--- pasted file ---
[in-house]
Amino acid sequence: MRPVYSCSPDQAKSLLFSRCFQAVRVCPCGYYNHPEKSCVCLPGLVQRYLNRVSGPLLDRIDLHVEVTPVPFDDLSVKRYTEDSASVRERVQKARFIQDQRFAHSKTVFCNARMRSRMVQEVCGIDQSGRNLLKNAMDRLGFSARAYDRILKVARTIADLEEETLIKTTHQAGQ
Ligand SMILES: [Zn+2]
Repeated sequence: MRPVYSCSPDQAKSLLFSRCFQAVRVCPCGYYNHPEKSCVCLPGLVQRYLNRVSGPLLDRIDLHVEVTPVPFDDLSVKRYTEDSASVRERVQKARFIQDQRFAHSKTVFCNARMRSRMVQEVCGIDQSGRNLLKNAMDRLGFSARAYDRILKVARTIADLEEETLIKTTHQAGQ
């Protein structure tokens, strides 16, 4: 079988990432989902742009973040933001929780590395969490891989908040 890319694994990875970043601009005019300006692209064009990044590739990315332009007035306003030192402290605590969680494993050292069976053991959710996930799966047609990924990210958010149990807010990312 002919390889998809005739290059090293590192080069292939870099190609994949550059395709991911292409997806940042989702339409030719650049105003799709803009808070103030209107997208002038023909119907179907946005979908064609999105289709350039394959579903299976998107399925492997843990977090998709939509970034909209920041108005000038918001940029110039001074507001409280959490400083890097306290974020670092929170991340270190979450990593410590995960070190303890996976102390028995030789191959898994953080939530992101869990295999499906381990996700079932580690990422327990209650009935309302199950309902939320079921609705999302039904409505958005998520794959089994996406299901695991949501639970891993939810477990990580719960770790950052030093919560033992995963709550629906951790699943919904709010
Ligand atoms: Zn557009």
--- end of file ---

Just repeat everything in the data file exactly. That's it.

[in-house]
Amino acid sequence: MRPVYSCSPDQAKSLLFSRCFQAVRVCPCGYYNHPEKSCVCLPGLVQRYLNRVSGPLLDRIDLHVEVTPVPFDDLSVKRYTEDSASVRERVQKARFIQDQRFAHSKTVFCNARMRSRMVQEVCGIDQSGRNLLKNAMDRLGFSARAYDRILKVARTIADLEEETLIKTTHQAGQ
Ligand SMILES: [Zn+2]
Repeated sequence: MRPVYSCSPDQAKSLLFSRCFQAVRVCPCGYYNHPEKSCVCLPGLVQRYLNRVSGPLLDRIDLHVEVTPVPFDDLSVKRYTEDSASVRERVQKARFIQDQRFAHSKTVFCNARMRSRMVQEVCGIDQSGRNLLKNAMDRLGFSARAYDRILKVARTIADLEEETLIKTTHQAGQ
């Protein structure tokens, strides 16, 4: 079988990432989902742009973040933001929780590395969490891989908040 890319694994990875970043601009005019300006692209064009990044590739990315332009007035306003030192402290605590969680494993050292069976053991959710996930799966047609990924990210958010149990807010990312 002919390889998809005739290059090293590192080069292939870099190609994949550059395709991911292409997806940042989702339409030719650049105003799709803009808070103030209107997208002038023909119907179907946005979908064609999105289709350039394959579903299976998107399925492997843990977090998709939509970034909209920041108005000038918001940029110039001074507001409280959490400083890097306290974020670092929170991340270190979450990593410590995960070190303890996976102390028995030789191959898994953080939530992101869990295999499906381990996700079932580690990422327990209650009935309302199950309902939320079921609705999302039904409505958005998520794959089994996406299901695991949501639970891993939810477990990580719960770790950052030093919560033992995963709550629906951790699943919904709010
Ligand atoms: Zn557009």